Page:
uncomfortable. In addition the cooperation of the patient is imperative for ease of demonstrating or eliciting some of
the physical signs
Speak to the patient,
Aim: To check the voice for hoarseness.
Execution: Greet the patient and ensure he or she responds
***If the patient nods in response instead of speaking back to you, ask the patient to speak in response to your
greeting in order to know if there is hoarseness
Interpretation: if the patient is hoarse suspect malignant infiltration of the recurrent laryngeal nerve, compression
loss of pressure by a giant benign multinodular gland, laryngeal edema from recurrent upper respiratory tract
infections or laryngeal edema from hypothyroidism
Positioning of patient: The examination should be done with the patient on a situation where you can room to move
all around the patient
Execution: If patient is seated on a couch or bed, ask to get onto a chair, place the chair centrally
AIM: This ensures that there is space for you to move all around the patient.
**Also in setting the stage to start the examination, ensure the fan is off, this may be done when about to check for
fine tremors with a sheet of paper as will be described later but it is possible to forget to turn of this step in the heat
of the moment so it may be better to do this during the time of setting the stage for the examination.
Error of execution: examining the patient in a confined space where it is difficult to get behind or all around the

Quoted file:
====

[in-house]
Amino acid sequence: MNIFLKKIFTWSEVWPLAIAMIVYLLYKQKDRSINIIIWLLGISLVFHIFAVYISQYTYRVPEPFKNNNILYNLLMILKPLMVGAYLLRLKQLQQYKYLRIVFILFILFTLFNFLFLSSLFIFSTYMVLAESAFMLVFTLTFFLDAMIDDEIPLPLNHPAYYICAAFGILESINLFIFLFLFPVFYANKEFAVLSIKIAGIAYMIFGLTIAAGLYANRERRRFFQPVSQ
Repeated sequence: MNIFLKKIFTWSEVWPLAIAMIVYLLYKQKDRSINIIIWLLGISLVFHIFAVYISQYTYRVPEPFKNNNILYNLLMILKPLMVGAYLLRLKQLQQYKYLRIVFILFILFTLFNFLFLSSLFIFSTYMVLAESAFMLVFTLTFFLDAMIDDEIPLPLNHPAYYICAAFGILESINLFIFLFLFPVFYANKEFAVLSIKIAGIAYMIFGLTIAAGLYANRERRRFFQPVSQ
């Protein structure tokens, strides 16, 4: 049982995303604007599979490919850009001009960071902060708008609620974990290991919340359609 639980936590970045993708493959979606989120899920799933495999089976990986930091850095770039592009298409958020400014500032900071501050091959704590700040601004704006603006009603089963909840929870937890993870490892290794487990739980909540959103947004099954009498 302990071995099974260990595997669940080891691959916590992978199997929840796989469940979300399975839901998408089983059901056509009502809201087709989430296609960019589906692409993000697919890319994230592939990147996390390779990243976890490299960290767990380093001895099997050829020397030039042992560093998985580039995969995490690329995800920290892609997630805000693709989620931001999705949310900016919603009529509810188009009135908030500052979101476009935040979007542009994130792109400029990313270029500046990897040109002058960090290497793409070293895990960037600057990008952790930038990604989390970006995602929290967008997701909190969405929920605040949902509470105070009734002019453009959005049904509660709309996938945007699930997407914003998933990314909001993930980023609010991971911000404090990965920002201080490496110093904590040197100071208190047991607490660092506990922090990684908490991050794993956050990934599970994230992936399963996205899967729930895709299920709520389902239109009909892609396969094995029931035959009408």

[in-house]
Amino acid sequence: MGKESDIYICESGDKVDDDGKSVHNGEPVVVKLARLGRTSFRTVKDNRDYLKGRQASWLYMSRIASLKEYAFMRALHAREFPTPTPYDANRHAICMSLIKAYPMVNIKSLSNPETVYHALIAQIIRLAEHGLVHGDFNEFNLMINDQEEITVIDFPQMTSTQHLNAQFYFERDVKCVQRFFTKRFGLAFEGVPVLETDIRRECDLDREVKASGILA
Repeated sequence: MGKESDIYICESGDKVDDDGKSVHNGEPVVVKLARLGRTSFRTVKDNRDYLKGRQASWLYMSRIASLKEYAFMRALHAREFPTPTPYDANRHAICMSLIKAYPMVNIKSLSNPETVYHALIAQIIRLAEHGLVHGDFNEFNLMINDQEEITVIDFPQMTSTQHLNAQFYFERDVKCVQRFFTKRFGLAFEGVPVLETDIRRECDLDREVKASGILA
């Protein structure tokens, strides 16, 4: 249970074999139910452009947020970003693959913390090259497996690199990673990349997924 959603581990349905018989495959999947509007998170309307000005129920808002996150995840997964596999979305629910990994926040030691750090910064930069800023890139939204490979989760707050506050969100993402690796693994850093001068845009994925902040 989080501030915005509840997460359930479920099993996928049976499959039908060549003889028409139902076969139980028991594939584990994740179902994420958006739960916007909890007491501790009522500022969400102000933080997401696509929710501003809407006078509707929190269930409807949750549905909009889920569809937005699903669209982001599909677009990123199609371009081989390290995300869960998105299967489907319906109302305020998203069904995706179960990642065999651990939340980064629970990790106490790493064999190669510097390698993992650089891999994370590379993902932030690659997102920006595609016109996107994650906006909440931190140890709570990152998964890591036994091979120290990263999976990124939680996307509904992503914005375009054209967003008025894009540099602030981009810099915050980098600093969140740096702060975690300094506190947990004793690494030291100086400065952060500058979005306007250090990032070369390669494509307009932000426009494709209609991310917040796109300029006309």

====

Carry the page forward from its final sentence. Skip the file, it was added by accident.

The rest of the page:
patient or examining the patient on a couch which makes it difficult to examine from the back
Execution: Ask the patient to remove the headgears and the top clothing to expose as far as the nipple line

Reason: The inspection should include the whole of the neck, the skull, the back of the head and neck and the
supraclavicular and infraclavicular fossa. Percussion over the upper half of the sternum may also be necessary in case
of suspicion of retrosternal extension
Clinical implication: There could be other masses in the head and neck. There could be metastasis from thyroid
follicular carcinoma to the skull bone; there could be cervical lymphadenopathy from papillary carcinoma.
Ask the patient to remove the clothing by themselves; do not rush to remove the clothing for the patient
Error of execution: not removing the headgear, not asking the patient to remove the top and rushing to undress the